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Why generic method in regular class is alway static  RSS feed

 
Daniel Gurianov
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Hi All.

I cannot get my head around the reason , why generic method in regular class has to be static.
Anyway, type will be resolved from method execution? How it differs from execution of generic method from generic class?

Update:
I`ve started to suspect, that i`m not properly understand where the border line runtime and compile time.
Please suggest some docs if you have any.
 
Jesper de Jong
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Daniel Gurianov wrote:I cannot get my head around the reason , why generic method in regular class has to be static.

This is not true, methods with type parameters do not necessarily need to be static.

Can you explain why you think this is so, with examples if possible?
 
Henry Wong
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Daniel Gurianov wrote:
I cannot get my head around the reason , why generic method in regular class has to be static.


This is simply not true. You can have generic non-static methods in Java.

Henry
 
Henry Wong
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Daniel Gurianov wrote:
I`ve started to suspect, that i`m not properly understand where the border line runtime and compile time.


The boundary is pretty clear. Compile time is when the program is compiled. And runtime is when the program is executed.

Now, arguably, an IDE can blur it a bit as it takes care of them both for you, so it may help to not use an IDE for a bit.

Also, with just-in-time compilation, you can argue that there is some compilation at runtime. Simply, for this discussion, JIT compilation is considered as done at runtime.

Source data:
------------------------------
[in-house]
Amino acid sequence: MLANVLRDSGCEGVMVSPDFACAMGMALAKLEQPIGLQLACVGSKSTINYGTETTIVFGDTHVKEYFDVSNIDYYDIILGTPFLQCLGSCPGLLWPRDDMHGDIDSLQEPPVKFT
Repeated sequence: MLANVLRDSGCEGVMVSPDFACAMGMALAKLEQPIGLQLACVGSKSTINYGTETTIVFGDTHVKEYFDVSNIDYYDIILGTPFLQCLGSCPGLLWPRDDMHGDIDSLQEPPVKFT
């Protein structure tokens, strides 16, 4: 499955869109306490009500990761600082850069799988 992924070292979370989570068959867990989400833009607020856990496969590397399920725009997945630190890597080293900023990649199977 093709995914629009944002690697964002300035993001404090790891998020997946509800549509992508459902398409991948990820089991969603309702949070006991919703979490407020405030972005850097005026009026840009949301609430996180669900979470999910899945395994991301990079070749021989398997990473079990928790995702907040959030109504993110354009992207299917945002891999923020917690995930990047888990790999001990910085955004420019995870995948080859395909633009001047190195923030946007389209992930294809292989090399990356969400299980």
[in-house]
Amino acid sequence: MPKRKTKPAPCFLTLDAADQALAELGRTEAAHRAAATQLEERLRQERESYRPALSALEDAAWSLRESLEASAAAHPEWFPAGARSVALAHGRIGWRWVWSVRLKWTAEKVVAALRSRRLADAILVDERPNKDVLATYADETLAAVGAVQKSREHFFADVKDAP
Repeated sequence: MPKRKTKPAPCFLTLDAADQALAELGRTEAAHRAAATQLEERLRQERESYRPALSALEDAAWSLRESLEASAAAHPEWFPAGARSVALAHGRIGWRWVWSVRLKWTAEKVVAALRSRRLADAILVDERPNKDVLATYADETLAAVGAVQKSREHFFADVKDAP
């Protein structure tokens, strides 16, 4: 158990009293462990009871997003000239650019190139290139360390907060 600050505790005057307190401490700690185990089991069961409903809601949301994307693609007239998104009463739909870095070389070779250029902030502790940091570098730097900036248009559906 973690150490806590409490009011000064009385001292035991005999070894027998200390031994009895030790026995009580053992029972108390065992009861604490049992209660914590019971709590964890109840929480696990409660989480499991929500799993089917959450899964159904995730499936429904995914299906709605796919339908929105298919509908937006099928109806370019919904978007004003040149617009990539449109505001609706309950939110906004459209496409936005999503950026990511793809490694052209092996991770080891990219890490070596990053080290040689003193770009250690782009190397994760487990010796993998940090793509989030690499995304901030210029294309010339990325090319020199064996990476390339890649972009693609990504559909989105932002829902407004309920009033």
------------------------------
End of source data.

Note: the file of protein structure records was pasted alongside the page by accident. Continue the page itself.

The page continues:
Henry
 
Daniel Gurianov
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Wow, i was confused with Java manual here , where it is the only case , plus i was trying in my IDE and (due to some other error, i understand now) it not allowed me to have non static generic method in regular class.
https://docs.oracle.com/javase/tutorial/java/generics/methods.html

Thanks for the reply !
 
Jesper de Jong
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Daniel Gurianov wrote:i was trying in my IDE and (due to some other error, i understand now) it not allowed me to have non static generic method in regular class.

Why not, what exactly did you try?

Here's an example that works fine:
 
Henry Wong
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Daniel Gurianov wrote:Wow, i was confused with Java manual here , where it is the only case ...

https://docs.oracle.com/javase/tutorial/java/generics/methods.html


From the very first paragraph of the manual that you quoted...

Oracle Java Tutorial wrote:Generic methods are methods that introduce their own type parameters. This is similar to declaring a generic type, but the type parameter's scope is limited to the method where it is declared. Static and non-static generic methods are allowed, as well as generic class constructors.


The manual seems very clear in this regard.

Henry
 
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